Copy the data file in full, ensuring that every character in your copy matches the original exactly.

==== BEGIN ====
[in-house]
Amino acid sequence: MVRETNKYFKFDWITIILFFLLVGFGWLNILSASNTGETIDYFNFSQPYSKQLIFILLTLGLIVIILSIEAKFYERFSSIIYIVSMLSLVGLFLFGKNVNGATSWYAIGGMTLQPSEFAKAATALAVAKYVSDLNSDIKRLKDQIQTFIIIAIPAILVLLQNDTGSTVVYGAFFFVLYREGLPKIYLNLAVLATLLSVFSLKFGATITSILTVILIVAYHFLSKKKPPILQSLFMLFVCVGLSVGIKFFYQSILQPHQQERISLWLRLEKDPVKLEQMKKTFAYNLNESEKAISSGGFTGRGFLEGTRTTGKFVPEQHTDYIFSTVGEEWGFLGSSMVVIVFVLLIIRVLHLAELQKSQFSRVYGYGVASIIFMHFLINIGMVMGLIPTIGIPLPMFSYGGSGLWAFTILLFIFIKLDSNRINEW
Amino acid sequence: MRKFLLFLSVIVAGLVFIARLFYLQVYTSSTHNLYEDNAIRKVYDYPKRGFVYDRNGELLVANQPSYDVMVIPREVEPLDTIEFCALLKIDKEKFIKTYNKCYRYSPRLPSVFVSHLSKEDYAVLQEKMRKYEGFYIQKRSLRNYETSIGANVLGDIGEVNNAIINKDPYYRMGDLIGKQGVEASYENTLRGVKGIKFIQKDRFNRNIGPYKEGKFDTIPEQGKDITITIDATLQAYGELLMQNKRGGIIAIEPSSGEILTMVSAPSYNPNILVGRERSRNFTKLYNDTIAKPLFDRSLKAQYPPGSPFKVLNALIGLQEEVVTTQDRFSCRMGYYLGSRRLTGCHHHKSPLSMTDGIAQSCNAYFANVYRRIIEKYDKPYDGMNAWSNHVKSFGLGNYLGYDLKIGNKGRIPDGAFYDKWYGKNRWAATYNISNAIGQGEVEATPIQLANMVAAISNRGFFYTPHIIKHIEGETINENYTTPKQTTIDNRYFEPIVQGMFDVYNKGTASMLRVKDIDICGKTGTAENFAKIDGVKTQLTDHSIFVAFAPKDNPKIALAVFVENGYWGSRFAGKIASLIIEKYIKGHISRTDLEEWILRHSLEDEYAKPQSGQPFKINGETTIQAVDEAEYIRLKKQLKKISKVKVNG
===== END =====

[in-house]
Amino acid sequence: MVRETNKYFKFDWITIILFFLLVGFGWLNILSASNTGETIDYFNFSQPYSKQLIFILLTLGLIVIILSIEAKFYERFSSIIYIVSMLSLVGLFLFGKNVNGATSWYAIGGMTLQPSEFAKAATALAVAKYVSDLNSDIKRLKDQIQTFIIIAIPAILVLLQNDTGSTVVYGAFFFVLYREGLPKIYLNLAVLATLLSVFSLKFGATITSILTVILIVAYHFLSKKKPPILQSLFMLFVCVGLSVGIKFFYQSILQPHQQERISLWLRLEKDPVKLEQMKKTFAYNLNESEKAISSGGFTGRGFLEGTRTTGKFVPEQHTDYIFSTVGEEWGFLGSSMVVIVFVLLIIRVLHLAELQKSQFSRVYGYGVASIIFMHFLINIGMVMGLIPTIGIPLPMFSYGGSGLWAFTILLFIFIKLDSNRINEW
Amino acid sequence: MRKFLLFLSVIVAGLVFIARLFYLQVYTSSTHNLYEDNAIRKVYDYPKRGFVYDRNGELLVANQPSYDVMVIPREVEPLDTIEFCALLKIDKEKFIKTYNKCYRYSPRLPSVFVSHLSKEDYAVLQEKMRKYEGFYIQKRSLRNYETSIGANVLGDIGEVNNAIINKDPYYRMGDLIGKQGVEASYENTLRGVKGIKFIQKDRFNRNIGPYKEGKFDTIPEQGKDITITIDATLQAYGELLMQNKRGGIIAIEPSSGEILTMVSAPSYNPNILVGRERSRNFTKLYNDTIAKPLFDRSLKAQYPPGSPFKVLNALIGLQEEVVTTQDRFSCRMGYYLGSRRLTGCHHHKSPLSMTDGIAQSCNAYFANVYRRIIEKYDKPYDGMNAWSNHVKSFGLGNYLGYDLKIGNKGRIPDGAFYDKWYGKNRWAATYNISNAIGQGEVEATPIQLANMVAAISNRGFFYTPHIIKHIEGETINENYTTPKQTTIDNRYFEPIVQGMFDVYNKGTASMLRVKDIDICGKTGTAENFAKIDGVKTQLTDHSIFVAFAPKDNPKIALAVFVENGYWGSRFAGKIASLIIEKYIKGHISRTDLEEWILRHSLEDEYAKPQSGQPFKINGETTIQAVDEAEYIRLKKQLKKISKVKVNG